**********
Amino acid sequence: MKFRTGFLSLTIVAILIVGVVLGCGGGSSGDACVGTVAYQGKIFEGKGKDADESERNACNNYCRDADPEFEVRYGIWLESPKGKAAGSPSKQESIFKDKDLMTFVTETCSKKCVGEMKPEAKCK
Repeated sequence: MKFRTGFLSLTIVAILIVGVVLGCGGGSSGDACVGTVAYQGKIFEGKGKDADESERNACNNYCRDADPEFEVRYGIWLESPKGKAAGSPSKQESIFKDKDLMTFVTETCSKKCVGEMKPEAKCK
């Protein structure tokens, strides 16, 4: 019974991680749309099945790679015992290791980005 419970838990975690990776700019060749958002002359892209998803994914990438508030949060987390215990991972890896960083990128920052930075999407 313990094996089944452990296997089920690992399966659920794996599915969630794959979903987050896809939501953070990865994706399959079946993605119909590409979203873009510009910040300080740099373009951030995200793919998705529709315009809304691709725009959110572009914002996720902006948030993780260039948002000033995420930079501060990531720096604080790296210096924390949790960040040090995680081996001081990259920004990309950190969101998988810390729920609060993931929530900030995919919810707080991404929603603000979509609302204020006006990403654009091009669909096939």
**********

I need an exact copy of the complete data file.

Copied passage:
Amino acid sequence: MKFRTGFLSLTIVAILIVGVVLGCGGGSSGDACVGTVAYQGKIFEGKGKDADESERNACNNYCRDADPEFEVRYGIWLESPKGKAAGSPSKQESIFKDKDLMTFVTETCSKKCVGEMKPEAKCK
Repeated sequence: MKFRTGFLSLTIVAILIVGVVLGCGGGSSGDACVGTVAYQGKIFEGKGKDADESERNACNNYCRDADPEFEVRYGIWLESPKGKAAGSPSKQESIFKDKDLMTFVTETCSKKCVGEMKPEAKCK
């Protein structure tokens, strides 16, 4: 019974991680749309099945790679015992290791980005 419970838990975690990776700019060749958002002359892209998803994914990438508030949060987390215990991972890896960083990128920052930075999407 313990094996089944452990296997089920690992399966659920794996599915969630794959979903987050896809939501953070990865994706399959079946993605119909590409979203873009510009910040300080740099373009951030995200793919998705529709315009809304691709725009959110572009914002996720902006948030993780260039948002000033995420930079501060990531720096604080790296210096924390949790960040040090995680081996001081990259920004990309950190969101998988810390729920609060993931929530900030995919919810707080991404929603603000979509609302204020006006990403654009091009669909096939």